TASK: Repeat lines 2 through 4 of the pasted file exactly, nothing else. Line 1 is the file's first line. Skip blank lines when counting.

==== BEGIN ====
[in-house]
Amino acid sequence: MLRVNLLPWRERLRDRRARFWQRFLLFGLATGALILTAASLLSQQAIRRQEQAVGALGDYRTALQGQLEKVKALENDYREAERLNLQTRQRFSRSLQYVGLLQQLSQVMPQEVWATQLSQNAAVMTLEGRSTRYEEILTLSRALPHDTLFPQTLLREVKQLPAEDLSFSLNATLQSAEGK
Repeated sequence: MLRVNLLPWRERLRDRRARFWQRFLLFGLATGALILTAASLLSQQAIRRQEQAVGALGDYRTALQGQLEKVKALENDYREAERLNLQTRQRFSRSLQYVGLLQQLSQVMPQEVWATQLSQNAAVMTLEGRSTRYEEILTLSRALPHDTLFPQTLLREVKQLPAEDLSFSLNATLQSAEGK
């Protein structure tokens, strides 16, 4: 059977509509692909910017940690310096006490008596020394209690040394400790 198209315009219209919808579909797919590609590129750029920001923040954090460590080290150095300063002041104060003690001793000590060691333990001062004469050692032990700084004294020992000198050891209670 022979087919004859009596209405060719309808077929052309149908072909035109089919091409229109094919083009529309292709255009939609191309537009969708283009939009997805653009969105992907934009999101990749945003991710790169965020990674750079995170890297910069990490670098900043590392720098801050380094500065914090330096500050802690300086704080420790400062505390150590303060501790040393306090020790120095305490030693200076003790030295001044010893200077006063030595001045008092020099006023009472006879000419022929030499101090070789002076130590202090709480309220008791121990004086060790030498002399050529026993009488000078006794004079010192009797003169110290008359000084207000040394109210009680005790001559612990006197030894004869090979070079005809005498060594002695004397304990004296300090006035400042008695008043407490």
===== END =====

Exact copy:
Amino acid sequence: MLRVNLLPWRERLRDRRARFWQRFLLFGLATGALILTAASLLSQQAIRRQEQAVGALGDYRTALQGQLEKVKALENDYREAERLNLQTRQRFSRSLQYVGLLQQLSQVMPQEVWATQLSQNAAVMTLEGRSTRYEEILTLSRALPHDTLFPQTLLREVKQLPAEDLSFSLNATLQSAEGK
Repeated sequence: MLRVNLLPWRERLRDRRARFWQRFLLFGLATGALILTAASLLSQQAIRRQEQAVGALGDYRTALQGQLEKVKALENDYREAERLNLQTRQRFSRSLQYVGLLQQLSQVMPQEVWATQLSQNAAVMTLEGRSTRYEEILTLSRALPHDTLFPQTLLREVKQLPAEDLSFSLNATLQSAEGK
């Protein structure tokens, strides 16, 4: 059977509509692909910017940690310096006490008596020394209690040394400790 198209315009219209919808579909797919590609590129750029920001923040954090460590080290150095300063002041104060003690001793000590060691333990001062004469050692032990700084004294020992000198050891209670 022979087919004859009596209405060719309808077929052309149908072909035109089919091409229109094919083009529309292709255009939609191309537009969708283009939009997805653009969105992907934009999101990749945003991710790169965020990674750079995170890297910069990490670098900043590392720098801050380094500065914090330096500050802690300086704080420790400062505390150590303060501790040393306090020790120095305490030693200076003790030295001044010893200077006063030595001045008092020099006023009472006879000419022929030499101090070789002076130590202090709480309220008791121990004086060790030498002399050529026993009488000078006794004079010192009797003169110290008359000084207000040394109210009680005790001559612990006197030894004869090979070079005809005498060594002695004397304990004296300090006035400042008695008043407490």